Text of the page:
The Merrick Fund
Helping animal rescues and shelters save lives Contact Us
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for medical care
Who is Merrick
Why We Exist
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ENDED OCT 31
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Patriot News Article December 9, 2007
Dog's tragic life inspires creation of charity
Sunday, December 09, 2007
BY ELLEN LYON
Of The Patriot-News
Merrick, a yellow Labrador retriever abandoned without food or water in an East Pennsboro Twp. apartment, didn't know much of human kindness, but his story has inspired a fund to help other homeless animals.
When Merrick was found in June 2006, he had an open tumor on his side that was infested with bees.
He died the next day as he was being transported to a veterinarian at the East Shore shelter of the Humane Society of Harrisburg Area Inc. Evelyn Bertoni of Lower Swatara Twp. said her reaction to news reports of Merrick's death was "tears for days," followed by the resolve "to do something about this."
Amy Wimmersberger, also of Lower Swatara Twp. and a former coordinator of the Dauphin County Animal Response Team, had a similar reaction. "I was sick to my stomach," she said. "And I knew I had to do something."
So the two dog lovers created the Merrick Fund Foundation on Sept. 1. It is designed to get emergency and catastrophic veterinary care for shelter animals.
The fund has already helped three dogs:
• Alex, a shar-pei/chow mix who came to the Humane Society as a stray with open sores, hair loss and a serious infection under her skin, received allergy testing and treatment. She is in a foster home and available for adoption.
• Marshall, a mixed-breed who was tied up and repeatedly shot at, had to have a back leg amputated. Now in the care of Homeward Bound Rescue, he also is available for adoption.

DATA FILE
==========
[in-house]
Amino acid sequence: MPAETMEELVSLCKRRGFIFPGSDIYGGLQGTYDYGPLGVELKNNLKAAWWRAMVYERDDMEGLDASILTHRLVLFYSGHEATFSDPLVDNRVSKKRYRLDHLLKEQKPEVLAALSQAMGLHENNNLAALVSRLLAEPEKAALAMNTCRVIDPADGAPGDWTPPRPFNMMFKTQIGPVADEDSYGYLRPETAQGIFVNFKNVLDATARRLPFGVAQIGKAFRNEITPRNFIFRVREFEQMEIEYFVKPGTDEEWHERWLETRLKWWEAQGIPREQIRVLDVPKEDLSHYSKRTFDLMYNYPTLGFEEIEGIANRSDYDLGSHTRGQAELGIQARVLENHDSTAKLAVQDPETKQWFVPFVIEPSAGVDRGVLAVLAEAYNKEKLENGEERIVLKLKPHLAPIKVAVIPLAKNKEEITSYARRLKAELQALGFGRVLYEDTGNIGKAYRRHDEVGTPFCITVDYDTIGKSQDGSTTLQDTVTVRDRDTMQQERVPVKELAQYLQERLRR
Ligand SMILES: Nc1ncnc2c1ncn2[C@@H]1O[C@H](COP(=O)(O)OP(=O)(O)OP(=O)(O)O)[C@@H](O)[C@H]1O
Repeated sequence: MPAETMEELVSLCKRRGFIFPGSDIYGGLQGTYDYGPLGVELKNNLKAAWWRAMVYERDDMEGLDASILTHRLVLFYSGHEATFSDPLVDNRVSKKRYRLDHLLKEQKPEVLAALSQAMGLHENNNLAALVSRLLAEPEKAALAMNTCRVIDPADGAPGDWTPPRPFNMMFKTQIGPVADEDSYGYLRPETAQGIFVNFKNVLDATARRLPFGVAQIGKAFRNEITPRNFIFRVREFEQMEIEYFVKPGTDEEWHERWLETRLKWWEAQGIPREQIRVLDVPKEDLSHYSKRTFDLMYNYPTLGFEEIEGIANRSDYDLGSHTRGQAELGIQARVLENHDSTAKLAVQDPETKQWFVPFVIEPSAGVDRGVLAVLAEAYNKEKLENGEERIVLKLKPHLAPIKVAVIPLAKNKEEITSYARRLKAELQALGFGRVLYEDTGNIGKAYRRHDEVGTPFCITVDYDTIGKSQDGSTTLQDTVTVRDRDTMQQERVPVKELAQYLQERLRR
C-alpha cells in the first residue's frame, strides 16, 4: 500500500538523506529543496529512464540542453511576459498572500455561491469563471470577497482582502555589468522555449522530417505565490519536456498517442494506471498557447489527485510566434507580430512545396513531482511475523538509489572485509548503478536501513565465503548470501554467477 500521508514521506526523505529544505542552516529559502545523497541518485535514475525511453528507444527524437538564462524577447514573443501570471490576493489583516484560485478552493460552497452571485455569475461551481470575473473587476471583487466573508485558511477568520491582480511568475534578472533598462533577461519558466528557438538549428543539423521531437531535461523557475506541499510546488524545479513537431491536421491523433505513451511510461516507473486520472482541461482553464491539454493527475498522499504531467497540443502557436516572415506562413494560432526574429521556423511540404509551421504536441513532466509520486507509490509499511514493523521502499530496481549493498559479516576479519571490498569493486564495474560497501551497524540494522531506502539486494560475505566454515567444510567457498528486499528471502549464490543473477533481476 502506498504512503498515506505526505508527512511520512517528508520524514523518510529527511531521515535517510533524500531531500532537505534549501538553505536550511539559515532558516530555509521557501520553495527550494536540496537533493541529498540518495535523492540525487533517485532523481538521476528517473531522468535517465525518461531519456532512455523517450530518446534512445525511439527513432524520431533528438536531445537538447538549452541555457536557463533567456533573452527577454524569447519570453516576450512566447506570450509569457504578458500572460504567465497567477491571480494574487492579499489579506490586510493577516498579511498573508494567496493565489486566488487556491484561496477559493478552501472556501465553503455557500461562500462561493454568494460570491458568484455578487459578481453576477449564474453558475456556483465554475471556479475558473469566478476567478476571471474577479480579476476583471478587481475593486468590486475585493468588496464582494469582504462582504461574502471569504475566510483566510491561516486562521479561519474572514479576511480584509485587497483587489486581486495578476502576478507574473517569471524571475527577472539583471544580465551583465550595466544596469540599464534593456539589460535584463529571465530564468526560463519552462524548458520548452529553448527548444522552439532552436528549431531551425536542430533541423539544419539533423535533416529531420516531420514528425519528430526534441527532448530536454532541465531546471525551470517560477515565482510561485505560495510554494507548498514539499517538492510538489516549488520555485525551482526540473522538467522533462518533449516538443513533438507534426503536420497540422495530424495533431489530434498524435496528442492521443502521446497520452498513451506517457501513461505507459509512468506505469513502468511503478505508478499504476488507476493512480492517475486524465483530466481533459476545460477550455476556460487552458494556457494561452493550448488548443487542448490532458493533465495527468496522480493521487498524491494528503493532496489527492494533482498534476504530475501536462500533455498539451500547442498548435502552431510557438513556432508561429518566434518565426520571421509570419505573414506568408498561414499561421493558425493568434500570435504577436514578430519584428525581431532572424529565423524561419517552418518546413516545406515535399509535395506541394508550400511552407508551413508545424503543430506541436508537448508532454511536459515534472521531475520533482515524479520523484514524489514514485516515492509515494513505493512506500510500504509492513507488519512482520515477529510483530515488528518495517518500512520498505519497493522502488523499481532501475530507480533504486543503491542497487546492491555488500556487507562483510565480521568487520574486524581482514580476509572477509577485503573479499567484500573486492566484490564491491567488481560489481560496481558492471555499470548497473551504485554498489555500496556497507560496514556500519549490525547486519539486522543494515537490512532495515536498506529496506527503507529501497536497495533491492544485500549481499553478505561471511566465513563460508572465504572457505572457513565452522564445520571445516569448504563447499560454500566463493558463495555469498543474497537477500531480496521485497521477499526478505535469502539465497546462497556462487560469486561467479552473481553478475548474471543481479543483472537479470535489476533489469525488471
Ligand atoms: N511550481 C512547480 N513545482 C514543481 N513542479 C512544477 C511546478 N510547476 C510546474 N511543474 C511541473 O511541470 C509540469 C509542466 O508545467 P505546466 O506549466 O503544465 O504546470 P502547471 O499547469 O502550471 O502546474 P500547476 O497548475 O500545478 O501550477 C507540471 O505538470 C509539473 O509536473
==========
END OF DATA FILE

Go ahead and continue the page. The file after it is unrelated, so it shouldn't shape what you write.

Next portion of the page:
• Jersey, a Yorkshire terrier who was hit by a car, required hip surgery and has since been adopted from the Humane Society.
The Merrick Fund Foundation is registered as a charity with the state Bureau of Charitable Organizations. The organizers said they are picking up all administrative costs, so 100 percent of donations will go to veterinary care.
ELLEN LYON: 255-8167 or firstname.lastname@example.org
• HOW TO HELP
• Donations can be sent to The Merrick Fund Foundation, Administrator, P.O. Box 4323, Harrisburg, PA 17111-0323.
• For more information, visit merrick-fund.org
Evening Sun Article April 28, 2008
The Evening Sun
Dying Dog rescued: Adams SPCA aids German Shepherd's recovery
April 28, 2008
By ERIN JAMES
Evening Sun Reporter
With the freedom to roam the farmland at his new Littlestown home, Jericho is living the good life.
It is a big difference from the 2-foot chain and ice-filled shelter to which the 8-year-old German shepherd was confined only weeks ago, when Adams County Society for the Prevention of Cruelty to Animals officer Brandi Luther rescued him from near starvation.
When she found him, she said Jericho was the worst case of animal neglect she had ever seen. At the time, he weighed only 38 pounds. For weeks, SPCA staff watched the dog make a comeback none of them expected, and his life is nothing short of a miracle, Luther said.
"He went from being unable to stand and walk by himself to, just in two to three weeks, he was able to jog and play with other dogs," she said. Jericho's recovery has been so remarkable that Luther said she feels compelled to tell people about it.
In March, Luther said she received a tip from a utility-company worker that a dog was being neglected at a home in Heidlersburg. When she arrived to investigate the allegation, Luther said she immediately determined that Jericho was in imminent danger and needed to be removed. The dog - whom SPCA staff gave his biblical name - was taken to the Confederate Woods Veterinary Hospital in Gettysburg, though veterinary workers said there was little hope Jericho would recover. But a long-shot blood transfusion administered by the Frederick Veterinary Referral Group saved Jericho's life, Luther said. There was little debate over whether to attempt a transfusion in an effort to save the dog's life, she said. "If that was his only chance of recovering, that was what we were going to do," Luther said.
Jericho's former owners, Owen and Jennifer Sterner of Heidlersberg, have since pleaded guilty to charges of animal cruelty, according to the office of District Justice Mark Beauchat.
Meanwhile, Jericho weighs 70 pounds and is expected to be given a clean bill of health within weeks. Then, the dog will be removed from his Littlestown foster home and become available for adoption at the Adams County SPCA, Luther said.
So far, the Merrick Foundation has covered Jericho's medical costs, but donations are needed to supplement that fund. Soon, Jericho will need a new place to call home. For a dog who was literally dying in front of her, Luther said Jericho's new name is more than appropriate. "All his walls came tumbling down," she said.